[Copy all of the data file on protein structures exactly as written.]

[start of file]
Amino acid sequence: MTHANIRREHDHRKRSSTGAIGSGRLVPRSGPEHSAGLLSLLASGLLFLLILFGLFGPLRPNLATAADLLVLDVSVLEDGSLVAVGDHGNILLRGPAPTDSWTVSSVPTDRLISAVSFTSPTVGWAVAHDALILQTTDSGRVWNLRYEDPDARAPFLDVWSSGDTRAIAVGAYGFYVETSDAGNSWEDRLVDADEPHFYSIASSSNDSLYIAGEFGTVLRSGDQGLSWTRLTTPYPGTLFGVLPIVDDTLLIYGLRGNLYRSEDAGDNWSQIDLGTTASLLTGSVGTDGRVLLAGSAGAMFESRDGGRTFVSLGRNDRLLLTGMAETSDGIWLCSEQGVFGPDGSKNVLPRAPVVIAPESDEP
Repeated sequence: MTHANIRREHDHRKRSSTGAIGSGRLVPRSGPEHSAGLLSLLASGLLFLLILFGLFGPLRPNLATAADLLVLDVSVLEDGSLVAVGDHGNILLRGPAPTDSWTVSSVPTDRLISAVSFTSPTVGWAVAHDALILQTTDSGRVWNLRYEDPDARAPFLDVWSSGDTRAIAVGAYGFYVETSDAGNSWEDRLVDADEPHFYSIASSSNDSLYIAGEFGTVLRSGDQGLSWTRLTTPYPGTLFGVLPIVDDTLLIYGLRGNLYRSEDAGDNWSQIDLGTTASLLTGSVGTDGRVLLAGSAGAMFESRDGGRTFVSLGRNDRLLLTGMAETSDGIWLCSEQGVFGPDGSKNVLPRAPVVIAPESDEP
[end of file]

Amino acid sequence: MTHANIRREHDHRKRSSTGAIGSGRLVPRSGPEHSAGLLSLLASGLLFLLILFGLFGPLRPNLATAADLLVLDVSVLEDGSLVAVGDHGNILLRGPAPTDSWTVSSVPTDRLISAVSFTSPTVGWAVAHDALILQTTDSGRVWNLRYEDPDARAPFLDVWSSGDTRAIAVGAYGFYVETSDAGNSWEDRLVDADEPHFYSIASSSNDSLYIAGEFGTVLRSGDQGLSWTRLTTPYPGTLFGVLPIVDDTLLIYGLRGNLYRSEDAGDNWSQIDLGTTASLLTGSVGTDGRVLLAGSAGAMFESRDGGRTFVSLGRNDRLLLTGMAETSDGIWLCSEQGVFGPDGSKNVLPRAPVVIAPESDEP
Repeated sequence: MTHANIRREHDHRKRSSTGAIGSGRLVPRSGPEHSAGLLSLLASGLLFLLILFGLFGPLRPNLATAADLLVLDVSVLEDGSLVAVGDHGNILLRGPAPTDSWTVSSVPTDRLISAVSFTSPTVGWAVAHDALILQTTDSGRVWNLRYEDPDARAPFLDVWSSGDTRAIAVGAYGFYVETSDAGNSWEDRLVDADEPHFYSIASSSNDSLYIAGEFGTVLRSGDQGLSWTRLTTPYPGTLFGVLPIVDDTLLIYGLRGNLYRSEDAGDNWSQIDLGTTASLLTGSVGTDGRVLLAGSAGAMFESRDGGRTFVSLGRNDRLLLTGMAETSDGIWLCSEQGVFGPDGSKNVLPRAPVVIAPESDEP